This is a very different book from Whitehead’s Pulitzer Prize-winning novels The Underground Railroad and The Nickel Boys. The setting is Harlem in the early 1960s, so a time of change in the racial dynamics of New York City. The principal character, Ray Carney, sells furniture but also occasionally sells or disposes of stolen items. On page 31, it is stated that “Carney was only slightly bent when it came to being crooked”. However, his ne’er-do-well cousin Freddie involves him in some serious criminal activity, so the story is enriched by gangsters, crooked cops and corrupt bankers. Ultimately this is a heist and crime story within the cultural context of Harlem. Overall, brilliant writing, as always. Thanks Amy, for giving me this fantastic book.
The Nickel Academy was a notorious reform school in Florida; young African-American boys could be assigned for months-years for trivial reasons. And they were subjected to horrible abuse: beatings, sexual assault, etc. The story focusses on two boys in the early 60s, Elwood and Turner, who have remarkably different viewpoints. Elwood has ideals based on the words of Martin Luther King; Turner is a cynical schemer. Which boy is more likely to survive the Nickel nightmare? The Jim Crow era in the South in the 1960s has evils that are perpetuated in the current #BLM times. Whitehead won the Pulitzer Prize for his previous book The Underground Railroad: both are highly recommended.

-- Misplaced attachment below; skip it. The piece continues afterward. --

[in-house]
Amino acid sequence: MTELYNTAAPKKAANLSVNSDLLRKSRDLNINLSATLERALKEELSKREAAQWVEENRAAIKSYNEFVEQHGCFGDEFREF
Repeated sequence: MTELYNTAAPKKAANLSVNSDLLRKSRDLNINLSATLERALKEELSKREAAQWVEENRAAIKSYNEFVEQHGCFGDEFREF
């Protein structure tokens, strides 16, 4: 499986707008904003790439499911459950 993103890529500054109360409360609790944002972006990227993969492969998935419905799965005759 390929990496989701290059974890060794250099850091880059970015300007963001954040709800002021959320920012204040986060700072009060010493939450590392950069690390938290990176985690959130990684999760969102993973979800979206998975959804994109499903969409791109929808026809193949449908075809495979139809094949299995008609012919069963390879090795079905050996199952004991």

A powerful book about the cruelty of American slavery. The horrible physical abuses are terrible to read, but the psychological abuses are equally horrific. The White belief tin the inherent savagery of African slaves led to eugenics experiments. A slave catcher who refers to his quarry as “it” rather than “s/he”. This is a disturbing but important book to read.